Perhaps we believe that we are treating ourselves with cake and chocolate. We deserve a packet of crisps after our hard day’s work. I think we can be a bit more adult than that. Perhaps we can mindfully choose food and accept all it brings us. “I choose to eat this food, even though it will cause my blood sugar to rise.” “I choose to eat this food now because I am stressed. I want to zone out. I am going to eat it and choose to accept that I will feel sick and stuffed afterwards.”

Now that’s some mindful eating. The opposite of denial. If you know why you are eating something, then choose it fully. From personal experience, I know how difficult it is to eat without distractions. In fact, I am continuously coming back to the practice. Because sometimes, it’s not about the food, it’s about the HOW we eat. In front of the TV, or reading a book or browsing the net. These ways of eating aren’t about being nourished, but about numbing out. And I understand that deeply. Oh to be numbed out! To be awake and aware all day long can be too much. Too much to handle. And I don’t subscribe to being mindful all day long. I think numbing out is something everyone craves in our information, news heavy, image loaded worlds. But let’s choose to numb out instead, and go from there. A little bit less denial every day. Small steps.

Let’s work towards a vision of choosing to numb out in a way that looks after ourselves. That cares for our bodies, that is kind. Like sleep. Or reading a book. Or having a bath. Yes, they are almost cliché now. But how sad, that we don’t allow ourselves a moment of kindness.

Mindful eating really brings our relationship with our life and our self into sharp focus. And it can be scary. To be presented, with no distractions, with the truth of your situation. Between every undistracted mouthful there can be the hollow truth echoing all around you.

Accept that there are better days, and not so great days. When you can, choose to be mindful. Be mindful of turning on the TV, or opening up a browser. Can you face some quiet time to chew? If you have friends of family around you, mindful eating – that is, just eating with no reading or TV – can be so much easier. Eating on your own, is well, lonely. But eating on your own allows you to sense your body better and feel true satiety. Eating in a family situation can get a bit hectic. So choose different times to tune into your body and your eating.

A good way of getting better at mindful eating is to practice meditation when you can, and also to give Eating Meditations a go.



Choose an easy small meal as your meditation. Or a part of a larger meal. Breakfast is a great meal to eat for a meditation, otherwise a small healthy snack for afternoon can be a good focus point too. Aim to take 10, 15 or 20 minutes. Start small.

For an eating meditation you may want to set a timer, or you may decide to let your meal size or your stomach being full to alert you that the meditation has come to an end.

Sit at a table, and for this meditation; eat alone.

Before eating or touching a utensil, look at the food. Look closely. Become aware of different colours and shades and tones. Open your eyes to different textures.

Let the aroma of the food come to you.

Become mindful of any fears or worries you may have at this point, and remember to always to be kindly assertive to yourself. Let yourself know that everything will be okay, and then come back to the food.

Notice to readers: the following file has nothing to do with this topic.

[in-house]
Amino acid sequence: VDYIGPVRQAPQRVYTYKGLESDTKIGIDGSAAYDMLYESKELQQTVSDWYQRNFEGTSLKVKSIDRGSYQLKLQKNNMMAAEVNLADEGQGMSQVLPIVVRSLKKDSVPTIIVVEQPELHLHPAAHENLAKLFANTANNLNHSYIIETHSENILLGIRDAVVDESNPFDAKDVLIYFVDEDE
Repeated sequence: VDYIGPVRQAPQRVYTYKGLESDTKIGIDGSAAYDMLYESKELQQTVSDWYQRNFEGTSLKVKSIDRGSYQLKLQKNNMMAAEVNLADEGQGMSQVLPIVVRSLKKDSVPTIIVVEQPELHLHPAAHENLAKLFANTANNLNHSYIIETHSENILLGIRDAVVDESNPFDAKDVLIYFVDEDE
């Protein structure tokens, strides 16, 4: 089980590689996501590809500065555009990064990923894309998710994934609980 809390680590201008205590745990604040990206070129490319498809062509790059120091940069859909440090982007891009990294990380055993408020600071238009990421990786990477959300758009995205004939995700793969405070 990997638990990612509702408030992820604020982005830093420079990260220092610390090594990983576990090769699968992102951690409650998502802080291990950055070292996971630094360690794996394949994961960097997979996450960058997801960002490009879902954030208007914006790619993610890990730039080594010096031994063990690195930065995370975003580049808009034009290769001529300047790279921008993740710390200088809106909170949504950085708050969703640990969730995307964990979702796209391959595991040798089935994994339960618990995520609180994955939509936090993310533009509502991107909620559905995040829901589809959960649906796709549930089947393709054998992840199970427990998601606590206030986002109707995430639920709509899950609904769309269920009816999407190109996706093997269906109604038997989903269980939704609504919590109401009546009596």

Slow down everything. Let time stand still.

Become aware of eagerness or excitable anticipation at for the first bite.

Bring food onto your fork or spoon – fingers also acceptable, which allows you to bring another sense into your meditation.

Close your eyes. For the rest of the meditation, keep your eyes closed. Now send your awareness deep into your mouth. Let the food rest on your tongue. Feel the weight and volume. See what flavours are touching your taste buds.

Start to chew, move as if in slow motion. Become hyper aware of the food in your mouth and all the different textures you can feel all at once.

As you chew slowly, feel the textures changing. Feel saliva pool in your mouth and note the impulse to swallow. Become aware of the act of swallowing.

How much can you change the texture of the food? Aim to chew so that the food is a soft puree. After you have swallowed. Take a moment. Can you feel the food in your tummy? Can you bring to light any sensations your feeling in your digestive tract? Pause to allow thoughts of the food being digested to come to your mind.

Now for the next mouthful. Slow down again. Become aware of any desire to rush. Move away from judgement to presence.

And continue to be delightfully curious for each mouthful. Stay awake for each flavour, each taste experience.

Allow yourself to feel satiated. It might come quickly. See how you respond to messages of “enough”. Disappointment? Anger? Desire to stuff internal voices? Be curious to how it would feel to listen to ‘enough’. Feel resolute in your ability to cope.

When you have truly finished. Tune in to your belly. Tune in to your empty mouth now. Slowly open your eyes. Look down at the meal. You may see a clean plate, or a surprisingly full plate.

Put the plate to the side.

Breathe! Breathe deep.

The meditation has ended.

Come back to yourself, stand up and move on with your day with self-care and kindness.


You deserve nourishment and care.

Arrange your plate with beautiful food, and creatively decorate your table. Celebrate each meal as a gift to you. You are nourishing yourself, so feel happy about that. Food should be enjoyed, and enjoyment comes easy when we are awake to it.


2 responses to “How to Meditate. Part 3: Mindful Eating.

  1. Pingback: Why Stopping Snacking Is Great For Your Health! | Greenbird Living·

  2. Pingback: How to Meditate When You Just Can’t Settle Down | Greenbird Living·